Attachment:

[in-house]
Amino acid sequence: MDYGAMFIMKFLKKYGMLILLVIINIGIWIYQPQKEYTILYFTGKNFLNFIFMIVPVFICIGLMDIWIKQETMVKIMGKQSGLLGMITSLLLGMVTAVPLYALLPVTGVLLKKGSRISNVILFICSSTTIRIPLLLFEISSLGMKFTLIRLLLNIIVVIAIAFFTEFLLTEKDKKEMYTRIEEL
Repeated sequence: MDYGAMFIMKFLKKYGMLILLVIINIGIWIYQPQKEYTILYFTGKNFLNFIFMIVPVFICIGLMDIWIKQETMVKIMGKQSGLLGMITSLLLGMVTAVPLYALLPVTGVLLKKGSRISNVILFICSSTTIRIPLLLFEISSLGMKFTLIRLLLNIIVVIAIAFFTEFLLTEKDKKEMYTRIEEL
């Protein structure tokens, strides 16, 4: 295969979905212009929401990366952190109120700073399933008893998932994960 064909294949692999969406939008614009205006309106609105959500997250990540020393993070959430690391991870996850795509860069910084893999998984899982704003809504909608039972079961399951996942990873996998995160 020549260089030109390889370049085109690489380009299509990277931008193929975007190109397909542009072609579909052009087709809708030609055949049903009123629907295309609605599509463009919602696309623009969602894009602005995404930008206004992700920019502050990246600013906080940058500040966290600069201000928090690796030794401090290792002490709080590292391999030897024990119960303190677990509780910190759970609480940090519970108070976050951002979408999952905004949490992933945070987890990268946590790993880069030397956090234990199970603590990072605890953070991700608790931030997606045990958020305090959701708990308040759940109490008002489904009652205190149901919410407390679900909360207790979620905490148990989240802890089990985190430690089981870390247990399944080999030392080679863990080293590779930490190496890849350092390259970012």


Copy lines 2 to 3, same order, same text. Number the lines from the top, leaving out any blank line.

Amino acid sequence: MDYGAMFIMKFLKKYGMLILLVIINIGIWIYQPQKEYTILYFTGKNFLNFIFMIVPVFICIGLMDIWIKQETMVKIMGKQSGLLGMITSLLLGMVTAVPLYALLPVTGVLLKKGSRISNVILFICSSTTIRIPLLLFEISSLGMKFTLIRLLLNIIVVIAIAFFTEFLLTEKDKKEMYTRIEEL
Repeated sequence: MDYGAMFIMKFLKKYGMLILLVIINIGIWIYQPQKEYTILYFTGKNFLNFIFMIVPVFICIGLMDIWIKQETMVKIMGKQSGLLGMITSLLLGMVTAVPLYALLPVTGVLLKKGSRISNVILFICSSTTIRIPLLLFEISSLGMKFTLIRLLLNIIVVIAIAFFTEFLLTEKDKKEMYTRIEEL